Ellen G. White Writings

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Prophets and Kings, Page 673

“if ye do so again, I will lay hands on you.” “From that time forth came they no more on the Sabbath.” He also directed the Levites to guard the gates, knowing that they would command greater respect than the common people, while from their close connection with the service of God it was reasonable to expect that they would be more zealous in enforcing obedience to His law.

And now Nehemiah turned his attention to the danger that again threatened Israel from intermarriage and association with idolaters. “In those days,” he writes, “saw I Jews that had married wives of Ashdod, of Ammon, and of Moab: and their children spake half in the speech of Ashdod, and could not speak in the Jews’ language, but according to the language of each people.”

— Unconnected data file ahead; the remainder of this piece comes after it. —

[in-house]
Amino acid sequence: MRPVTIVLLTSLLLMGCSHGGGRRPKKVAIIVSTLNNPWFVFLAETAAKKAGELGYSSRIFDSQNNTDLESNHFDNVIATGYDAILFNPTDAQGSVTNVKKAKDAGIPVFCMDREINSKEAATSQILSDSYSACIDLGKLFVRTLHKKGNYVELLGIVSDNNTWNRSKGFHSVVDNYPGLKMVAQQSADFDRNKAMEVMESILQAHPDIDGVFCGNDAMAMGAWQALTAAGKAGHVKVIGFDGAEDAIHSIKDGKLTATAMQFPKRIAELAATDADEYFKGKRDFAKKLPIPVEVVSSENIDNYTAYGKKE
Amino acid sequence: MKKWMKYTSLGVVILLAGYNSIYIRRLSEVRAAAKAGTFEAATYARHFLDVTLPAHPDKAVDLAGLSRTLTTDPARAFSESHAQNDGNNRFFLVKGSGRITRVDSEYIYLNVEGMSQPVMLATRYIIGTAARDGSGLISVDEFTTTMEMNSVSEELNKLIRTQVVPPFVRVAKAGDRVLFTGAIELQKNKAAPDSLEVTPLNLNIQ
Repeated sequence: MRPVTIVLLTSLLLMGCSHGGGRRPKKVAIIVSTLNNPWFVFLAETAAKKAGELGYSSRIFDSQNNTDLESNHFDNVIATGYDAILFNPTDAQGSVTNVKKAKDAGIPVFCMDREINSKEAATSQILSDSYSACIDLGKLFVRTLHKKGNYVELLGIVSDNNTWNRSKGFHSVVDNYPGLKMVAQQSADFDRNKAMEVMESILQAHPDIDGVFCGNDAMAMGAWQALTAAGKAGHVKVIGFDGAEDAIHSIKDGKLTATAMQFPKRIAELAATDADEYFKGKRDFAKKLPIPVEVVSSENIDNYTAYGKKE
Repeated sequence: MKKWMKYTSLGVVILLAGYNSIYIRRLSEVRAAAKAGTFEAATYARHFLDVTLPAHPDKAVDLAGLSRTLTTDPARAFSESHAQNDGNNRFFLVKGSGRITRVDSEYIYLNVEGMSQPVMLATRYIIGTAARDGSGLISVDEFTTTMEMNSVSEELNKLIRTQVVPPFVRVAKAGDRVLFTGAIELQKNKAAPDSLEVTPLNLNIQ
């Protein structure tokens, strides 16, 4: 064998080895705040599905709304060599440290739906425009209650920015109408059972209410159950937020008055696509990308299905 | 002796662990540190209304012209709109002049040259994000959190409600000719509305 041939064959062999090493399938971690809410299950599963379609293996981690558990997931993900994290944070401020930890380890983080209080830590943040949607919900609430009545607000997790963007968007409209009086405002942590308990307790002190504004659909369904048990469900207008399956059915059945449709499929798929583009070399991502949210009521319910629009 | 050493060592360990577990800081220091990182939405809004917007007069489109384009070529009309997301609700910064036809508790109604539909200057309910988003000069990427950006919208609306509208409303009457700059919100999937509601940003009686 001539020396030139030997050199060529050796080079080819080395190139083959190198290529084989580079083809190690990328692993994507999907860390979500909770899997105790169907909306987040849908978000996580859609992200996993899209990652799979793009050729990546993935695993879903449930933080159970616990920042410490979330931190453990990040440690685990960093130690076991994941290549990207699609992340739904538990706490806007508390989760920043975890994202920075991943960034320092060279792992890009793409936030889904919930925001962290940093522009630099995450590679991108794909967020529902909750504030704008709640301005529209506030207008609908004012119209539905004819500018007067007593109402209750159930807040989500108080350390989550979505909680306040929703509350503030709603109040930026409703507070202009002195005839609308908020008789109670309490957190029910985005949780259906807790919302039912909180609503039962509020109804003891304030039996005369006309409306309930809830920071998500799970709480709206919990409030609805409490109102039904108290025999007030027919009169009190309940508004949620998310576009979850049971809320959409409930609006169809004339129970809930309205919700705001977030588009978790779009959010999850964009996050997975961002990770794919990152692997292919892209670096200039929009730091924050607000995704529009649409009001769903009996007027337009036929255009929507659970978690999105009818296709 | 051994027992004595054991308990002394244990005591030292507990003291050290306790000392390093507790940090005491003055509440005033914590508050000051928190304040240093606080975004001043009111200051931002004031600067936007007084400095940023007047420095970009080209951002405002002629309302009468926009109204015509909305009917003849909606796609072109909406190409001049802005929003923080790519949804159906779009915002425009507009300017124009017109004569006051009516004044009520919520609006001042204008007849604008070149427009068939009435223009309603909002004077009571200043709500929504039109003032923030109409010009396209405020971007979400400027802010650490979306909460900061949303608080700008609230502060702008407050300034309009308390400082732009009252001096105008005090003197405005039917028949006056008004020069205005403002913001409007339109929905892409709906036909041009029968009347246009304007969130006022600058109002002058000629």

These unlawful alliances were causing great confusion in Israel; for some who entered into them were men in high position, rulers to whom the people had a right to look for counsel and a safe example. Foreseeing the ruin before the nation if this evil were allowed to continue, Nehemiah reasoned earnestly with the wrongdoers. Pointing to the case of Solomon, he reminded them that among all the nations there had risen no king like this man, to whom God had given great wisdom; yet idolatrous women had turned his heart from God, and his example had corrupted Israel. “Shall we then hearken unto you,” Nehemiah sternly demanded, “to do all this great evil?” “Ye shall not give your daughters unto their sons, nor take their daughters unto your sons, or for yourselves.”

As he set before them God's commands and threatenings, and the fearful judgments visited on Israel in the

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